The 1km road from the airport terminates at the ‘Welcome to Calabar’ roundabout, a massive landmark which unites three major expressways leading to the major districts in the city of Calabar. Beautifully constructed and well maintained, I usually take a deep breath when I get to negotiate around it, reminding me why I love this town. At nights, the dancing streams of water shot from powerful nozzles are coloured by underground lights, and quite spectacular to behold. The water acrobatics from the concentric pools move with the rhythm of the local Efik percussions. At Christmas, tourists are usually treated to some elaborate water displays while driving into the city. As I drove off on the second exit, I noticed that the three or four buses behind me were parking off by the service lane of the first exit, which led to the Government Hill. I guess they wanted to take a few pictures and selfies as evidence of visiting Calabar.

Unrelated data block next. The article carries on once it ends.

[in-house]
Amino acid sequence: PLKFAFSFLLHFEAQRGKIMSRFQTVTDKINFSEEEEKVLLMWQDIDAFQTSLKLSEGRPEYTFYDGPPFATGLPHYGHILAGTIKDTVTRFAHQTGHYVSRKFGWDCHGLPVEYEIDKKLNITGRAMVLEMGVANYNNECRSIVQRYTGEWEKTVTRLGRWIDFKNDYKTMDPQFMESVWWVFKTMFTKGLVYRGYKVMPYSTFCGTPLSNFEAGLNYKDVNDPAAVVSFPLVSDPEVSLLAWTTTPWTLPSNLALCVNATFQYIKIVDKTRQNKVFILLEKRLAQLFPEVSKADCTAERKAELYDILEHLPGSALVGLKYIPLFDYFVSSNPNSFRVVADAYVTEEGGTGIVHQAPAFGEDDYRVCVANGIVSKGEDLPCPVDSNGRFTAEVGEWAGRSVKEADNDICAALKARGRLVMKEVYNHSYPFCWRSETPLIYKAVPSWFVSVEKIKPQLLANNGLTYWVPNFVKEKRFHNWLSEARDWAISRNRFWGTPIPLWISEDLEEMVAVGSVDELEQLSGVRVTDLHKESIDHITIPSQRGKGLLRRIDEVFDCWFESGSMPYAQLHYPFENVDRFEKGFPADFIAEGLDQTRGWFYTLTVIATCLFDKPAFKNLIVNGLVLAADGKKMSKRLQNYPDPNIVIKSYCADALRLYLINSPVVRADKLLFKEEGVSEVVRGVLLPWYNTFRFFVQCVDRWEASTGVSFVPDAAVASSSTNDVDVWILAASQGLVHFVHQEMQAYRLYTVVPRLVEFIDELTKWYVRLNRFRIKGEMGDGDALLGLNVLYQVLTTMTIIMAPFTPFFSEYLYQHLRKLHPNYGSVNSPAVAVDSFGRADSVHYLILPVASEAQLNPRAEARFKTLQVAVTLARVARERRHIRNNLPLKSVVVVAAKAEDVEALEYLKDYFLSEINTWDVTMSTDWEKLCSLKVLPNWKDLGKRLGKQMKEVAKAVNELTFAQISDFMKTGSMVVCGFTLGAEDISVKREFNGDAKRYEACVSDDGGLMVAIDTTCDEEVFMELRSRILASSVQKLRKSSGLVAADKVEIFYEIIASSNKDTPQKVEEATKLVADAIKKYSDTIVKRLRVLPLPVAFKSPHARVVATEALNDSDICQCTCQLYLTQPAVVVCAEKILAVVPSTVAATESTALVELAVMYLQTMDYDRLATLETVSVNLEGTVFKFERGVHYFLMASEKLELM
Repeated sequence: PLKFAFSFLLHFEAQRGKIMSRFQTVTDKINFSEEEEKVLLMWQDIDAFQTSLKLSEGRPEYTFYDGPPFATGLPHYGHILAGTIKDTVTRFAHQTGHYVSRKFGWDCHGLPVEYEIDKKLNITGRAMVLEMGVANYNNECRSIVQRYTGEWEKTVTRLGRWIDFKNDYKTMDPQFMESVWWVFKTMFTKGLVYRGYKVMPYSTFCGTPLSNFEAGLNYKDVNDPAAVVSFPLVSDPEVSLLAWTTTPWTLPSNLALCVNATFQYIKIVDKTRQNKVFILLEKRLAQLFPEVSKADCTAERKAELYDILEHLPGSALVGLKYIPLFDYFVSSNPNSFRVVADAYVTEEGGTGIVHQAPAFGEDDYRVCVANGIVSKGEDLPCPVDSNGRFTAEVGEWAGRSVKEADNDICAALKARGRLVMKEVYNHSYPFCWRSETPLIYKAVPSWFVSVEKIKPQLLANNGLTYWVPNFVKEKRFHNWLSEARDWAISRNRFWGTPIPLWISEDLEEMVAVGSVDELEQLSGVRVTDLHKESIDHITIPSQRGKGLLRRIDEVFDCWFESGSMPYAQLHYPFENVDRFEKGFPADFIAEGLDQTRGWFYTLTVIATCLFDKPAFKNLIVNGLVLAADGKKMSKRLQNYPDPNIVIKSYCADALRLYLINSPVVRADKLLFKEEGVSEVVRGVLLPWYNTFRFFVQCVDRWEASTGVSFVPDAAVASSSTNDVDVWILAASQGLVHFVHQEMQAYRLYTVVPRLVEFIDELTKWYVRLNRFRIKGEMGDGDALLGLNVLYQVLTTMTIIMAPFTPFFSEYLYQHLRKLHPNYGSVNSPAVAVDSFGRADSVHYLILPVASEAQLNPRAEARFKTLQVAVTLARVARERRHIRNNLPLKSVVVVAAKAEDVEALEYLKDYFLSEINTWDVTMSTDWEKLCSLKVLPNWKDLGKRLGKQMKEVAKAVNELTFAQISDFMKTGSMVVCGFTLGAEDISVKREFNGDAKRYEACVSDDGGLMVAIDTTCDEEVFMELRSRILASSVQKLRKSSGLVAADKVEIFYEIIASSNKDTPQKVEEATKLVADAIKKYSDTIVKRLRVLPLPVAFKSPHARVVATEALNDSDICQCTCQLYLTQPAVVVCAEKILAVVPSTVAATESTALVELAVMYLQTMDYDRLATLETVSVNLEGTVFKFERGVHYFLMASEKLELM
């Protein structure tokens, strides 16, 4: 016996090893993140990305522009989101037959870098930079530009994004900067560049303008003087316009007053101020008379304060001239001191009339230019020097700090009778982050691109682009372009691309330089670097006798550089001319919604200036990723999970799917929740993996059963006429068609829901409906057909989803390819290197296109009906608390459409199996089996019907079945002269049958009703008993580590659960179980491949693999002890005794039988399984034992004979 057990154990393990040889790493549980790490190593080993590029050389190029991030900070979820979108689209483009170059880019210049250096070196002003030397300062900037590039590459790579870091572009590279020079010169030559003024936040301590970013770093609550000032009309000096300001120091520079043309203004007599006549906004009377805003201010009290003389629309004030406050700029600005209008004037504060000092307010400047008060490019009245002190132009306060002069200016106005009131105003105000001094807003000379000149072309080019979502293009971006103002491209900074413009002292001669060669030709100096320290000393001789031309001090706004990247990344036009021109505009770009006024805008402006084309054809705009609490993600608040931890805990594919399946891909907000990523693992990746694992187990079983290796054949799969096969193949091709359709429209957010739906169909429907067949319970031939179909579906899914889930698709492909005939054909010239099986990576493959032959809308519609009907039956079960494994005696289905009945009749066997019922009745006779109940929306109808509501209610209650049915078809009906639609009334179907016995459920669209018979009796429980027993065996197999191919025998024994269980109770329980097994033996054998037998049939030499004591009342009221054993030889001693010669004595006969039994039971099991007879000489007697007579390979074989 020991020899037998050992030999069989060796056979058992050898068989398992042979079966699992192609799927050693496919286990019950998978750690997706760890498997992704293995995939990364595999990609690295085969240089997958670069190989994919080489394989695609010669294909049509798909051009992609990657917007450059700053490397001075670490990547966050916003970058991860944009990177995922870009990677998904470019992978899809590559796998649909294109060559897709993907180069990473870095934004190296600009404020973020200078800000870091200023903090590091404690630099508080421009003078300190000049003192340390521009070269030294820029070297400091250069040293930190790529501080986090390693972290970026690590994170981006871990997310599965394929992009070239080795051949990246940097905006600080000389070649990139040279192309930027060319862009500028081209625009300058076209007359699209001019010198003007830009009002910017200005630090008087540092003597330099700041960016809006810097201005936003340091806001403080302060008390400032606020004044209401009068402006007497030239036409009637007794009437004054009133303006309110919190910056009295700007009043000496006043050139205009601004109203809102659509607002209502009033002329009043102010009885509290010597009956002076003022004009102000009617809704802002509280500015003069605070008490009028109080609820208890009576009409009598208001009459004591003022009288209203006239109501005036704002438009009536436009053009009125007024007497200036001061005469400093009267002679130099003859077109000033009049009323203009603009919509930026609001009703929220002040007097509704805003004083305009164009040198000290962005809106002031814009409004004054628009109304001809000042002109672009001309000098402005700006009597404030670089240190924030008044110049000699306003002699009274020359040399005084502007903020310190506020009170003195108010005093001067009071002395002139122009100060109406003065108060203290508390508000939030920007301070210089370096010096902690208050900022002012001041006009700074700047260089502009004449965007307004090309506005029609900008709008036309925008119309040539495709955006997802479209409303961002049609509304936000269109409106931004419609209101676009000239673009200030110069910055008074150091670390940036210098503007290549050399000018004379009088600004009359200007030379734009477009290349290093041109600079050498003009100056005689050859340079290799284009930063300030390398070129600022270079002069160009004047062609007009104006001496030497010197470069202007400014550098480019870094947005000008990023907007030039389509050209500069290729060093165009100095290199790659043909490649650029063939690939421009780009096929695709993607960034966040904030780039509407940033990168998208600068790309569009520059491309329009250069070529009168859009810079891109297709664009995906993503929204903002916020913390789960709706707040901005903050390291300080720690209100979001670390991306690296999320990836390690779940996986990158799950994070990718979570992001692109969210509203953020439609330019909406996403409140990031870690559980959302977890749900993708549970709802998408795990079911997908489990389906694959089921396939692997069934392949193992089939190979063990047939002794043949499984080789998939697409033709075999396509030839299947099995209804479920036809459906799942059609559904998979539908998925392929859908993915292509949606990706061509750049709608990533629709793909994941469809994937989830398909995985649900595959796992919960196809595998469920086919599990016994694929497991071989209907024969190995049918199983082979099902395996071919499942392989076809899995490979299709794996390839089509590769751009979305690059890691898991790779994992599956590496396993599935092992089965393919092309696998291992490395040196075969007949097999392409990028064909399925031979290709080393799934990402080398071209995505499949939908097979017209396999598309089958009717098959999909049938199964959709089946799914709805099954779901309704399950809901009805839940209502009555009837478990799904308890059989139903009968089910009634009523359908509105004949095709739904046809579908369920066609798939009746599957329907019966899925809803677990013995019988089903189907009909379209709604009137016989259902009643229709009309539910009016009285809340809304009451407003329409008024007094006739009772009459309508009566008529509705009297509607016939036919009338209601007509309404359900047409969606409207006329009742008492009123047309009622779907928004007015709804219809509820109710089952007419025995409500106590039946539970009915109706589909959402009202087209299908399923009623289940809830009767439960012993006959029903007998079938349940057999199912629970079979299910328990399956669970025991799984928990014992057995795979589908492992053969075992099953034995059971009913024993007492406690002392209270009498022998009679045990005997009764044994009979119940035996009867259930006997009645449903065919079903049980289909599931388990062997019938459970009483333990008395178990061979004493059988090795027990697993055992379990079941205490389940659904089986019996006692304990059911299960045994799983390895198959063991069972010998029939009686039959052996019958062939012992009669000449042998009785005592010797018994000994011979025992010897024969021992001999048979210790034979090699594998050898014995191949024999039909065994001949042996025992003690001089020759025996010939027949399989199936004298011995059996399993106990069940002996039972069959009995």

I was a bit tired and wanted to get home, have a nice hot bath, and grab my dinner in time to catch the 9pm NTA Network News. I know you are wondering if anyone ever listens to NTA News. Well, after they were privatised and some brilliant dude running a private TV station bought them over, they are now the largest TV Network in Africa, reaching an estimated 300 million Africans every day with great content. They are my source for unbiased reporting and great political and economic analysis. The presidential election is coming up next year and a whole 15minutes is dedicated to reviewing the campaigns and manifestoes. This is where I also gather reliable data from NTA’s powerful infographic for my weekly column in the local Chronicle Newspaper.